Five years ago, my Jimmy died. Jimmy was our puppy. But for me he was definitely more than a dog, which I think, is a universal feeling for all dog lovers. He was my sole companion when we moved here. I always longed for a sibling and he was the only one who could satisfy that longing, albeit partially. I learnt a lot from him. I think it would be wise to say that I’m still learning a lot from him. If you know me personally and if you think that I am kind or gentle, I can assure you, a significant portion of that was instilled and inspired in me, by this amazing guy.
He was big and had an intimidating bark. He was my Mufasa. But anyone who was fortunate enough to gain his acquaintance might still remember his endearing charm. He loved children- be it humans or animals. He was gentle with all beings. He was literally a saint. We had a poultry farm as well. Not once did he harm any of those hens, nor their eggs, though he loved eggs and chicken mixed with rice. That level of self regulation is something that I rarely see these days in and around me. He was a truly gentle dog.
He never finished his lunch completely. He’d save some for a little bird and some squirrels, who happened to be his friends. He was kind and gentle to all the animals, big and small alike. After his death, the bird and the squirrels still continued their visit to his kennel, as if they were visiting a shrine. One might argue that it’s conditioning. But usually a lack of reinforcement leads to extinction. Their visit never ceased until the kennel was later demolished. I think our preference for a reductionist view of animals is quite defensive, because quite often we see more humanity in animals than amongst us.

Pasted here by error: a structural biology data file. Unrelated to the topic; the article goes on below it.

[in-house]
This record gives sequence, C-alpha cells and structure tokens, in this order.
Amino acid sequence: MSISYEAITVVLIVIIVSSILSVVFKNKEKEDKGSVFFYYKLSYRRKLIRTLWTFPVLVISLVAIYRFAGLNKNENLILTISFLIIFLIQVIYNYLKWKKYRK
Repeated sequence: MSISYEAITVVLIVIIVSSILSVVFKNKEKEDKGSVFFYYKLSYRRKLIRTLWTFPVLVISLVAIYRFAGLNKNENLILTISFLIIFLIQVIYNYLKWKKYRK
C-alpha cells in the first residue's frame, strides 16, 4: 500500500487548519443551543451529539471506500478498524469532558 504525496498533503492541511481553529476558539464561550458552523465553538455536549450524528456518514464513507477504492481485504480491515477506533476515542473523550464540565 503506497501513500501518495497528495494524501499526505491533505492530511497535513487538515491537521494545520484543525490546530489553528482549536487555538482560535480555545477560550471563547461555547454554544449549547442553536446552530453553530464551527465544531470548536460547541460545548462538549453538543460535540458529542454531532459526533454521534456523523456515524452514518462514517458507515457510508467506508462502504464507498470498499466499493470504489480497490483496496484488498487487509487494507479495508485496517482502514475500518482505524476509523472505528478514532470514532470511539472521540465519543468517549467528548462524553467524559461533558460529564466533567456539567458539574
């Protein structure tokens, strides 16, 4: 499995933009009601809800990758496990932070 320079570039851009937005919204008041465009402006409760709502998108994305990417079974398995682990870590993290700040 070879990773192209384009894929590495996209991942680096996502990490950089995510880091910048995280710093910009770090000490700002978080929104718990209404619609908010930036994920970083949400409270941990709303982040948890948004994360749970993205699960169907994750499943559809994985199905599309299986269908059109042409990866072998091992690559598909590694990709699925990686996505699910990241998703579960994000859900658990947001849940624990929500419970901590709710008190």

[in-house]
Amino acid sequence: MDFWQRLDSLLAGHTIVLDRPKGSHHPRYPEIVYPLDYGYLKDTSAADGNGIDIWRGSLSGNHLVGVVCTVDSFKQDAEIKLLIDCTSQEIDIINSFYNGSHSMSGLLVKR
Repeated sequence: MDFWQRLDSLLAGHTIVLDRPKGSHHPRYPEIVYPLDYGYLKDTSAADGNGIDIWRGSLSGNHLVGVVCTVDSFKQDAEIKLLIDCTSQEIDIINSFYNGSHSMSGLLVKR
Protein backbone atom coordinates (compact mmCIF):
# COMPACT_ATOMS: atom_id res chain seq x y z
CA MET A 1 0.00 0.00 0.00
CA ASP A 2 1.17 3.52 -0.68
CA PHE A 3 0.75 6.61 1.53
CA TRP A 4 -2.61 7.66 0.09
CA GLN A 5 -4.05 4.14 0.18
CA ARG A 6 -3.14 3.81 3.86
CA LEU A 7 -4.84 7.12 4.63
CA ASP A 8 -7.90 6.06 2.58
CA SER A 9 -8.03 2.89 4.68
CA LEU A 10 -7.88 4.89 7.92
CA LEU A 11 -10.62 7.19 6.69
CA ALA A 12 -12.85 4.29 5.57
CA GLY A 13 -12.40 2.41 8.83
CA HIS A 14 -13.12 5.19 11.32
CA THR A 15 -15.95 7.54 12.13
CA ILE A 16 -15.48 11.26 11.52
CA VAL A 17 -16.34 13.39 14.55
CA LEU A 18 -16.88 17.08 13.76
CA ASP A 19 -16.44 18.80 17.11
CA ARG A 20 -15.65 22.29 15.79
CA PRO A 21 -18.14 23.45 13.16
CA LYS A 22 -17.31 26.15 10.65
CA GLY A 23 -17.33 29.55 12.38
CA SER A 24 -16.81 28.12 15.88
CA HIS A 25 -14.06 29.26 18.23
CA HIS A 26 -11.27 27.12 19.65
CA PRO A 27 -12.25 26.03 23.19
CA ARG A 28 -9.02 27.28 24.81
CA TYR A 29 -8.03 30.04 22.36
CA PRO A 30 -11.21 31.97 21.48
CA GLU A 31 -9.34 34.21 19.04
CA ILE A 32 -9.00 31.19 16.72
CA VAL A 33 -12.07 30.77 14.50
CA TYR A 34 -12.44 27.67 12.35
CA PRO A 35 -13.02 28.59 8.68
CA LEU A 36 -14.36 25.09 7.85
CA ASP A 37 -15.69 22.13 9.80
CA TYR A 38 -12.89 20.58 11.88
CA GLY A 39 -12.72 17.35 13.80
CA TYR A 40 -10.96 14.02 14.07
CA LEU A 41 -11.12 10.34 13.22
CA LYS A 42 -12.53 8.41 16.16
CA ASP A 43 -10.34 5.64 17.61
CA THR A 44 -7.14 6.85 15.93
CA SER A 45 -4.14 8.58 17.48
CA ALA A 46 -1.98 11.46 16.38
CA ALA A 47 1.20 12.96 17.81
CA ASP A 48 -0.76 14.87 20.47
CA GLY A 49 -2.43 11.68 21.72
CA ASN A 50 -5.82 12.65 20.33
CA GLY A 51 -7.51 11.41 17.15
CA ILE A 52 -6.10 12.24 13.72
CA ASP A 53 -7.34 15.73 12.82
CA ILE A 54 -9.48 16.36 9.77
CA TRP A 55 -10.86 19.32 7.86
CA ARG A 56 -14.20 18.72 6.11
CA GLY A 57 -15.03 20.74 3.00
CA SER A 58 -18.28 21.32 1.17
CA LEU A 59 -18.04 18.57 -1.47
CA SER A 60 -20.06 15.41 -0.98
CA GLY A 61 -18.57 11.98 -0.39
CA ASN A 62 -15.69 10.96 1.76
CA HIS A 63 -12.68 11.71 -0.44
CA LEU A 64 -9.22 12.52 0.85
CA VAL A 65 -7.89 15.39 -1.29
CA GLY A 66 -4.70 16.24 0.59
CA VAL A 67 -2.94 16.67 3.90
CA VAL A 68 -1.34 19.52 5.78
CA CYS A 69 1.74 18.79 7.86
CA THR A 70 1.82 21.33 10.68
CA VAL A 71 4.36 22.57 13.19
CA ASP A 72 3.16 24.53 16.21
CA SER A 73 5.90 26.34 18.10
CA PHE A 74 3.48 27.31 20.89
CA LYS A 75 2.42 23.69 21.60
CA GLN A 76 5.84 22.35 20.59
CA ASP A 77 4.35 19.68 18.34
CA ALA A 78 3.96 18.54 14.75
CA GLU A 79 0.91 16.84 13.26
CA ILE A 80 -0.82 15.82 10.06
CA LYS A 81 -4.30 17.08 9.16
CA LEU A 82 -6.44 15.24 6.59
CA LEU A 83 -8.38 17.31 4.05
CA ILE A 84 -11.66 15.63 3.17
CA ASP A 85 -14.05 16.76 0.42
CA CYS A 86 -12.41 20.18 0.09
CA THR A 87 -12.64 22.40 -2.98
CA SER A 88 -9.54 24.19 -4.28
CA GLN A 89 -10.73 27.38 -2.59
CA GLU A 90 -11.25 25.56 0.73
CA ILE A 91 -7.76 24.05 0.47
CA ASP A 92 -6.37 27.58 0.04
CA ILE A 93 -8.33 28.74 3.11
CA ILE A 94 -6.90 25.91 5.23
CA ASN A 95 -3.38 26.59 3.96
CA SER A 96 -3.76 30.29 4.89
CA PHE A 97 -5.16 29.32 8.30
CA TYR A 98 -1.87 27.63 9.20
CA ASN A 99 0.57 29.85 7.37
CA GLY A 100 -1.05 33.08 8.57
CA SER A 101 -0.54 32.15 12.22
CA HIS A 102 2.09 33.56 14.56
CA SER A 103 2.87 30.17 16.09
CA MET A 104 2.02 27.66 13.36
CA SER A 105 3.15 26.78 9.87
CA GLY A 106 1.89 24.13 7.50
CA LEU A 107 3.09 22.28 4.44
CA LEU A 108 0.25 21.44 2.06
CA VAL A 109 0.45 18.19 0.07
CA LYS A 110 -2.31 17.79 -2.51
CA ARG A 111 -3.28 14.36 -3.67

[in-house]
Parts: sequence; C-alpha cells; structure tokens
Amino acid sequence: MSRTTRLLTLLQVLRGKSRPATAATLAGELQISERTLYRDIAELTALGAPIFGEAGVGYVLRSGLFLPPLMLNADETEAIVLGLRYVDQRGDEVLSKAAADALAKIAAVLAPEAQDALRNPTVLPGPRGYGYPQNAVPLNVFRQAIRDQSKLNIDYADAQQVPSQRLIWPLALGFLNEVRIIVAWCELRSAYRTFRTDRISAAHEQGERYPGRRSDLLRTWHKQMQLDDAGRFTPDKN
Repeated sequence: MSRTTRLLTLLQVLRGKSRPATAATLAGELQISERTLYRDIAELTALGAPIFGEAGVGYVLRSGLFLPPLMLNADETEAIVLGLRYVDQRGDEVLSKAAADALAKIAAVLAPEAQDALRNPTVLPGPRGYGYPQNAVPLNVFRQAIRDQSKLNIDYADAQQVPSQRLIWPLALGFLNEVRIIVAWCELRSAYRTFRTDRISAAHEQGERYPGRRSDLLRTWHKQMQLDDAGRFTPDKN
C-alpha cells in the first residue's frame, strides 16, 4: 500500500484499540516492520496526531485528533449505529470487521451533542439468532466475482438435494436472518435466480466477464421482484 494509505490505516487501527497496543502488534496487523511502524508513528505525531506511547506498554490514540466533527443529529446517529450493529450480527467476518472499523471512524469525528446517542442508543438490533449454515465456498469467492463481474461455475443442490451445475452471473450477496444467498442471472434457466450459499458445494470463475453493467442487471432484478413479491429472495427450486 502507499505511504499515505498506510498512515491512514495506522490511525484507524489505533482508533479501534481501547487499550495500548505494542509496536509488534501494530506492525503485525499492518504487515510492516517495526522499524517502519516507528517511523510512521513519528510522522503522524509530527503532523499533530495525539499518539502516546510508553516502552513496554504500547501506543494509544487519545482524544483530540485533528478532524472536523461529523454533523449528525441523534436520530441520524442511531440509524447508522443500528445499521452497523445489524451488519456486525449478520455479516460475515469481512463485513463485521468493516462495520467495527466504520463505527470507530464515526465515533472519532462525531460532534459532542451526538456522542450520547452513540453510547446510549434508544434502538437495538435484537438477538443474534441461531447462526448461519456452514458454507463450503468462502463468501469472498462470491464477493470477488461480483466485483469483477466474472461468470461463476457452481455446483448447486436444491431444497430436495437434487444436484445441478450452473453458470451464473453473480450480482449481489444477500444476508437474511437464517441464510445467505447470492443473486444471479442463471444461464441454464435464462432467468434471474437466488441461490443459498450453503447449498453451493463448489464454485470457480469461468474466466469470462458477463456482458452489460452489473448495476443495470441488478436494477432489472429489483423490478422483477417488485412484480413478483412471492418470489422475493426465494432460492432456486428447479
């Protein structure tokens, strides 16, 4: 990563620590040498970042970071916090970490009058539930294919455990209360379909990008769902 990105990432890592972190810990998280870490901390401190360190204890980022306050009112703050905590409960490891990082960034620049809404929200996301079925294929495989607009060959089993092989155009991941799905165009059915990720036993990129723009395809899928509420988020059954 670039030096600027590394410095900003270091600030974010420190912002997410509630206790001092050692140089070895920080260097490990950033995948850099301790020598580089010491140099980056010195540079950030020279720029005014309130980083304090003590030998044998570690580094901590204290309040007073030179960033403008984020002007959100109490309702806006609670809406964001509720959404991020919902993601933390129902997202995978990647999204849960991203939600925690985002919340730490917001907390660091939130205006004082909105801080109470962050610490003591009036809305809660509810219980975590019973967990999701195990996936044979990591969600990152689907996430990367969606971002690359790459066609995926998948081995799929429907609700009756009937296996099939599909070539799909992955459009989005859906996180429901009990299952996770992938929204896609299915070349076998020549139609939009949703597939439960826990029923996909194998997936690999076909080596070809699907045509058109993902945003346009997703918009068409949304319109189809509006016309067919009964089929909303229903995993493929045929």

In the last 5 years, ever since he left us, I have had many people telling me that they love me, they care for me and they understand me. It puzzled me all the time. Because I never understood myself. So how can they understand me? Besides it is quite hilarious to note that most of these people ended up as strangers or even worse. And then there was Jimmy, who never uttered those foolish words. Yet, strangely, I have never felt more loved, more understood and more validated by anyone else other than him. I never realized how lonely I was only because his company shielded me from it. Five years down the lane, he remains the only soul that I miss. But that is enough. Because the void is huge and I understand that he will always remain irreplaceable. I tried filling the void of his absence with people. But then, you know, they were just people. They can never fill in the shoes of an exquisite soul like Jimmy.
We had an amazing bond. But, sometimes, I do feel that it wasn’t enough. It is not a regret, but a feeling that it was over way too fast. A weakness perhaps, of my mind to accept reality as it is. I must admit that I had to wipe my eyes occasionally as I jotted down these words. I had to write, because I don’t think I can ever talk about it in a steady voice.
This is where I’d like to make a request to all dog lovers and especially to people who are currently in a relationship with a dog (Don’t laugh. Trust me, a dog is always superior to a gf/bf). Spend as much time as possible with your puppy. It will never be too much. Instead, as you see in my case it will always be ‘not enough’. So enjoy and cherish the relationship and it’s magic while it lasts. That’s all we can do. We are all mere mortals.
His death has left a wound in my heart which I don’t think will ever be healed. But I think it is precisely such wounds that sustain life, like apoptosis. I don’t know if, one day when I leave the face of Earth, I would be able to do to someone, what he’s done to me. I don’t know if I will be missed. But as long as I am alive, I do hope to lead a life that will honor him and the lessons that he gave me.
I miss him and I love him so much. I am grateful for the time we were together.